A SIXTY-FEET GAIASSA belonging to the Sudan Government and named the Amira. The high-peaked lateen sails are designed to catch the wind that blows over the banks of the Nile without descending to the water. The Amira, with a beam of 17 feet, has a saloon and two cabins, as well as a bathroom and accommodation for a native crew.










PASSING THE SWING BRIDGE at Khartoum (shown also in the central illustration) is the Omdurman II, a Sudan Government stern-wheeler. This vessel is 122 feet long, with a beam of 24 feet. She has accommodation for twenty-two passengers.








The lowest tributary of the Nile, the Atbara River, flows into the Nile at Atbara, in the Sudan, below Khartoum. This river, about 700 miles long, rises in Abyssinia and brings down fertile sediment from the mountains. From June to September it is navigable for about 200 miles above Atbara.


At Khartoum, the capital of the Sudan, the White Nile and the Blue Nile meet. Above Khartoum steamers maintain a regular service for nearly 1,100 miles to Juba, and also to Wau, on the Bahr-el-Ghazel, a tributary. There are other services in the high-water season to Gambeila in Abyssinia, on the Sobat River, and to Roseires on the Blue Nile.


The Blue Nile brings down fertile volcanic mud from Abyssinia. It is called the Blue Nile because the water has a blue tint, distinct from the reddish-brown tint of the so-called White Nile. The Blue Nile is about 840 miles long, but little is known of its upper reaches. It flows out of Lake Tsana, or Tana, in Abyssinia, through a vast canyon over 3,000 feet deep and then through country so broken that the district has not been adequately surveyed. Here it receives tributaries which supply the bulk of the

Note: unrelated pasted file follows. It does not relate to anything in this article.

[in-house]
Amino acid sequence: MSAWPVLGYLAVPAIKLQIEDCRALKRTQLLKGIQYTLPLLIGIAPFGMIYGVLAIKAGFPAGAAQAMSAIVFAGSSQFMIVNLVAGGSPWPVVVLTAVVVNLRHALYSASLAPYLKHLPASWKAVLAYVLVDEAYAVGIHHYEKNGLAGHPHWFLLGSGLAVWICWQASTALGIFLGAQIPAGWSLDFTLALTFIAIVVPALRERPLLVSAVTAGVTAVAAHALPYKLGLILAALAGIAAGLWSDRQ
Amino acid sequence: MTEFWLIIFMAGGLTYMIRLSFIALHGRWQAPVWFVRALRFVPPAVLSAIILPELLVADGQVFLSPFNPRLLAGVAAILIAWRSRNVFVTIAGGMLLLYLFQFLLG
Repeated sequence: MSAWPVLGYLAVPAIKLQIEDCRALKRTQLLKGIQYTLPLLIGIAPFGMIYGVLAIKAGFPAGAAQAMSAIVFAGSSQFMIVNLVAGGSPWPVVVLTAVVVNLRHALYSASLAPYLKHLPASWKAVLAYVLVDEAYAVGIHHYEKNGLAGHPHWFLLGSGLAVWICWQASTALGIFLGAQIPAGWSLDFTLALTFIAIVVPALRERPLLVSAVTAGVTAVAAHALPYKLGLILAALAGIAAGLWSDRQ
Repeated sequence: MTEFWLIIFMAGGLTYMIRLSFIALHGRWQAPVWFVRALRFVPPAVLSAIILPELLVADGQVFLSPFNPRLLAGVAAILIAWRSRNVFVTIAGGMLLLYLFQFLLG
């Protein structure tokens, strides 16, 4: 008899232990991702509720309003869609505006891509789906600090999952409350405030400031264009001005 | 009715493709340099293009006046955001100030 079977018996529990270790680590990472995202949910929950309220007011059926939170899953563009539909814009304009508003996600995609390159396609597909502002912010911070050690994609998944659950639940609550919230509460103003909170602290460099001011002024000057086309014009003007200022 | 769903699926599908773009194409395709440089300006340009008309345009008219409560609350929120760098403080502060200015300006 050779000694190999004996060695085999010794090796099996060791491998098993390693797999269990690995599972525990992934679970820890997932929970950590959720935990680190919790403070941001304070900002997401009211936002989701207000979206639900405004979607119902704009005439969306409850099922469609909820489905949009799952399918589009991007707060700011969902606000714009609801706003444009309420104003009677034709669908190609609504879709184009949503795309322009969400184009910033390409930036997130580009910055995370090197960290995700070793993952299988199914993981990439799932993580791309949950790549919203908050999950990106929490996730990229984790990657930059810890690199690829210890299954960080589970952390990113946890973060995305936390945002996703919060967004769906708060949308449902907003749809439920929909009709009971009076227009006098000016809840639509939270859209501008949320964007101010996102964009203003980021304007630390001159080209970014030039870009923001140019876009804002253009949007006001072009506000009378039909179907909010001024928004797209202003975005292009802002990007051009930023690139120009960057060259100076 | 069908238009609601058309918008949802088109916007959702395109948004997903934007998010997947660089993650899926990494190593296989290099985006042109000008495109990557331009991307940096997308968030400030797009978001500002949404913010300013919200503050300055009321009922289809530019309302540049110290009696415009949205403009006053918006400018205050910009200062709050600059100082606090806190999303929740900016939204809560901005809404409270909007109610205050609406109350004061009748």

water, for less than one-seventh of the total volume is supplied by Lake Tsana.


The Blue Nile is joined by other rivers between the Sennar Dam and Khartoum. The Sennar Dam, opened in 1926, is about 170 miles from Khartoum. About a mile and three-quarters long and 107 feet high, the Sennar Dam diverts the water of the Blue Nile into thousands of miles of irrigation channels.


Shipbuilding on the Nile


The White Nile forms the highway from Khartoum to the heart of Africa. Upstream, the first tributary is the Sobat River, which flows from Abyssinia into the White Nile 534 miles from Khartoum. The main stream of the White Nile turns south about 615 miles from Khartoum and becomes the Bahr-el-Jebel. The steamer terminus up the main stream is at Juba, whence roads radiate to Kenya, Uganda and the Belgian Congo. Beyond Juba several rapids interrupt navigation.


Travellers go by motor passenger lorry to Nimule, from which point they take a steamer to Butiaba, on Lake Albert. Nimule is in Uganda, and the distance thence by steamer to Butiaba is 200 miles.


The next portion of the river is known as the River Kafu, which flows into the northern end of Lake Albert through Lake Kioga from Lake Victoria. Lake Victoria is 3,726 feet above the sea, and some of the steamers on the lake are of over 1,000 tons register.


The three cascades of the Murchison Falls, which carry the water down for 400 feet, prevent the navigation of the river between Lake Albert and Lake Kioga. Navigation is also rendered impracticable by the Ripon Falls, where the Nile flows out of Lake Victoria on its meandering journey of nearly 4,000 miles to the Mediterranean Sea.


THE ASWAN DAM is a mile and a quarter long and has 180 steel sluice gatesThe sources of the Nile puzzled the ancients and were not discovered until the middle of the last century. It was the shallow-draught steamboat that enabled the upper reaches to be opened up.


On the lower and middle reaches of the Nile the river steamers cater for the European tourist, and these craft are luxuriously furnished. The passenger services in Egypt are operated by Thos. Cook and Son, Ltd., the Anglo-American Nile and Tourist Company, and, above Shellal, by the Sudan Government and by Cook’s. The largest vessels of Cook’s service are the Arabia, the Sudan and the Egypt, sister ships, which run between Cairo and Aswan. They have three decks, of which the topmost is 50 feet wide. This deck contains a large open lounge, with sliding wind-screens and a glass-enclosed observation room forward. The dining saloon, on the saloon deck, has large windows, so that passengers may watch the scenes on the river while they are eating.